Adam Bradley
White Plains Mayor-Elect and
NYS Assemblyman of the 89th Assembly District
 
 

 Adam Bradley
 
In introducing Adam Bradley, the session's keynote speaker, Mark Jaffe, head of the Greater New York Chamber of Commerce, said that businesses today need strong leaders and White Plains mayor-elect Adam Bradley will get the job done. The mayor-elect has represented New York's 89th District in the New York State Assembly since 2002. "White Plains is the economic engine of Westchester County, as a center for business, government and retail shopping. It is incredibly important during these economic times that small businesses have opportunities," said mayor-elect Bradley. "There is no doubt that the challenges that small businesses are facing today in this economy are even tougher than in the past. These are difficult times and we are going to be working very hard to make sure that White Plains is business-friendly."
 
Bradley said that under his leadership, White Plains will continue to focus on growth and economic development, looking for new ways to provide capital and looking toward the federal government for health care solutions. The city is fortunate to have the opportunity to highlight the economic vibrancy that already exists. At the same time, he said, government must learn to do more with less while resolving specific budget problems and efficiencies. "It is absolutely part of the equation."

Click here to view Adam Bradley's presentation.

Click here to view Mayor Bradley's Question and Answer session Part 1 and Part 2

 Access to Business Development 


(Christine Serrano Glassner, William Grinker, Rosemarie Klotz,
Jim Malski, Brian Moran, Barbara Weltman)

View the panel presentations
by clicking the panel image above or clicking here: Panel
 

Access to Business Development Featured Speakers
 
While New York is typically viewed as unfriendly to small business and over regulated, Governor David A. Paterson is committed to changing that reputation, said William Grinker, chairman of the Governor's New York State Small Business Task Force and first on the Access to Business Development panel. The task force he chairs has just released a series of recommendations that are based on workable solutions. Among the suggestions:
 
Increase small business access to capital through creation of a seed capital fund to spur new initiatives, financing, and expanding eligibility of existing loan funds and debt refinancing.
Reducing red tape and regulatory reform
Developing on-line licensing process
Uniformed process of licensing
Expanding a voluntary compliance system
Create uniformed definitions for employee and independent contractor
Substantially reduce health care costs for small businesses
Support new tools and techniques that foster business growth

 
Grinker said that the on-line licensing process and an information dissemination directory of services are already available while the rest, previously vetted with the State Budget Office, will be implemented in the very near future.

View William Grinker's presentation, Part 1 and Part 2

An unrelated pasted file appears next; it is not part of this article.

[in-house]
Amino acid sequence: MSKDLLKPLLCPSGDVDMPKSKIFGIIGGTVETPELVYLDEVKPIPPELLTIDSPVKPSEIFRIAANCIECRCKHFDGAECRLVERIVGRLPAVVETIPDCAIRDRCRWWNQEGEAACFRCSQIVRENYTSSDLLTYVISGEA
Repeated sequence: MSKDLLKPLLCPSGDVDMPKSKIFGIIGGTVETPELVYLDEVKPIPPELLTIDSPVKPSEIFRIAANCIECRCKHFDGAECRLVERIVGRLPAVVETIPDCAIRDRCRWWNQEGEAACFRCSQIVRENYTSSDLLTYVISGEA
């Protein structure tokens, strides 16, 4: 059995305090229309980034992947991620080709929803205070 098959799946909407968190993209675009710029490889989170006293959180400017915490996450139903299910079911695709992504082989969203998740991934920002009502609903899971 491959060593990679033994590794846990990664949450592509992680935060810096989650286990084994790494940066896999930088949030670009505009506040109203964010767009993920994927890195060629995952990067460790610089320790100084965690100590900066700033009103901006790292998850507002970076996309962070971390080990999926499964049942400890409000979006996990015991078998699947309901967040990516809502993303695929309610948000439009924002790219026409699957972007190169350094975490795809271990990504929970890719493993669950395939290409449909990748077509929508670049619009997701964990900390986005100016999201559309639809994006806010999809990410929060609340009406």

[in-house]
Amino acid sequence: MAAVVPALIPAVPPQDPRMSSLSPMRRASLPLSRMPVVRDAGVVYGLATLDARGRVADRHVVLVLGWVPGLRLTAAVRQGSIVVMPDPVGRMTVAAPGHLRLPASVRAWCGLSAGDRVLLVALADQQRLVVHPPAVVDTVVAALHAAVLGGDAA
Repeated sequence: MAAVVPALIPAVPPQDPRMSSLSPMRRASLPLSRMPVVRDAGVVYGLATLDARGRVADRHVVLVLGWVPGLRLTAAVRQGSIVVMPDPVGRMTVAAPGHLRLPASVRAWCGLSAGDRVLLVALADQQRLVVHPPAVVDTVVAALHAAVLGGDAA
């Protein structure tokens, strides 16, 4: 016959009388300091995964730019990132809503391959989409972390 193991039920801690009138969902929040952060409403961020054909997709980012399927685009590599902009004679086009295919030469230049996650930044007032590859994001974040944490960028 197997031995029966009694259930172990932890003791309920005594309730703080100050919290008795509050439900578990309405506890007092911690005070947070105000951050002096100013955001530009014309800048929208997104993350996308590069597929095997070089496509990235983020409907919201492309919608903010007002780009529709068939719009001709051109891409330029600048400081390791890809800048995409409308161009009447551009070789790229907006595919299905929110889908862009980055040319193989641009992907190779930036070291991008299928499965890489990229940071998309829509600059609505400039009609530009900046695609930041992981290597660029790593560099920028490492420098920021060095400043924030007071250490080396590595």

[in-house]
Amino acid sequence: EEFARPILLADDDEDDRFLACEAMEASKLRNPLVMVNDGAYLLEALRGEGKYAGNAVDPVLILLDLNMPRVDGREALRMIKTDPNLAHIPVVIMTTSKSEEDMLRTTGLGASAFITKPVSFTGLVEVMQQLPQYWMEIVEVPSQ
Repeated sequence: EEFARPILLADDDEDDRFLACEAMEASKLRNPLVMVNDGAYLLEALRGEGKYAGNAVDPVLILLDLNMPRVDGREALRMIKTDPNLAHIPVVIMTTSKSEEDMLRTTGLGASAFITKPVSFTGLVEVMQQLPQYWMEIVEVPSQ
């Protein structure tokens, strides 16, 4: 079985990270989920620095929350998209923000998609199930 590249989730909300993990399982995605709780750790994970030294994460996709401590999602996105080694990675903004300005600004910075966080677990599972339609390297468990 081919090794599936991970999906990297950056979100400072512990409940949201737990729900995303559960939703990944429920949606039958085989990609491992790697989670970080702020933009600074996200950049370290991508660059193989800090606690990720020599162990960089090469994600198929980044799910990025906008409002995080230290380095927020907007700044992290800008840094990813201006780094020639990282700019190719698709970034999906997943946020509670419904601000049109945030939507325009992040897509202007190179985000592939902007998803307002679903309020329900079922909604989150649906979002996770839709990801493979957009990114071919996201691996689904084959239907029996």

Rosemarie Klotz, an H&R Block tax professional, was the second panelists in this forum. She said that small business owners would be wise to maximize their tax liabilities. Opportunities that may be available to businesses for this current tax year include:
 
 
 
 
The ability to deduct, rather than depreciate, certain new business equipment expenses
Tax credit for rehabilitation on historical structures
Tax credits for ADA compliance
Credit for developing generic drugs
Credit for using alternative fuels
Disaster relief
Energy credits
Alternative motor vehicle credit
Credit for pension plan start-up costs
Work opportunities for hiring certain targeted groups
Credit for employer provided childcare facilities and services
The worker homeownership and business assistance act of 2009

Conversely, she also warned of the importance of maintaining backup documents and receipts for any deductions since the IRS is expanding its auditing capabilities to help close the tax gap. H&R BLOCK (Rosemarie Klotz PowerPoint)

View Rosemarie Klotz's presentation.

 
The next panelist was Jim Malski, who is the founder and president of Action COACH Connecticut. He offered six steps for small businesses to maximize their profitability:
 
 
 
 
 
Have a documented written action plan of 2010 goals and hold yourself accountable
Know your numbers in your business
Target your marketing to your perfect customer
Change your sales process to get a better conversion rate
Increase your prices
Maximize value of your existing database (sell more to your existing customers) ACTION COACH

View Jim Malski's presentation.
 
Panelist Brian Moran, the founder of Moran Media, discussed the value of social media. He explained that smaller companies can benefit by incorporating social media tools into their basic marketing plan. "You don't need to know it all, you just need to know which tools work for your business," he said. Today's business owners find that not only do customers have an on-line presence, competitors do as well. "If you want to stay in business got to get involved in social media, right now, today," Moran advised. Effective business sites include places like Twitter, Google Alerts, Facebook and Linked In. Moran Media Group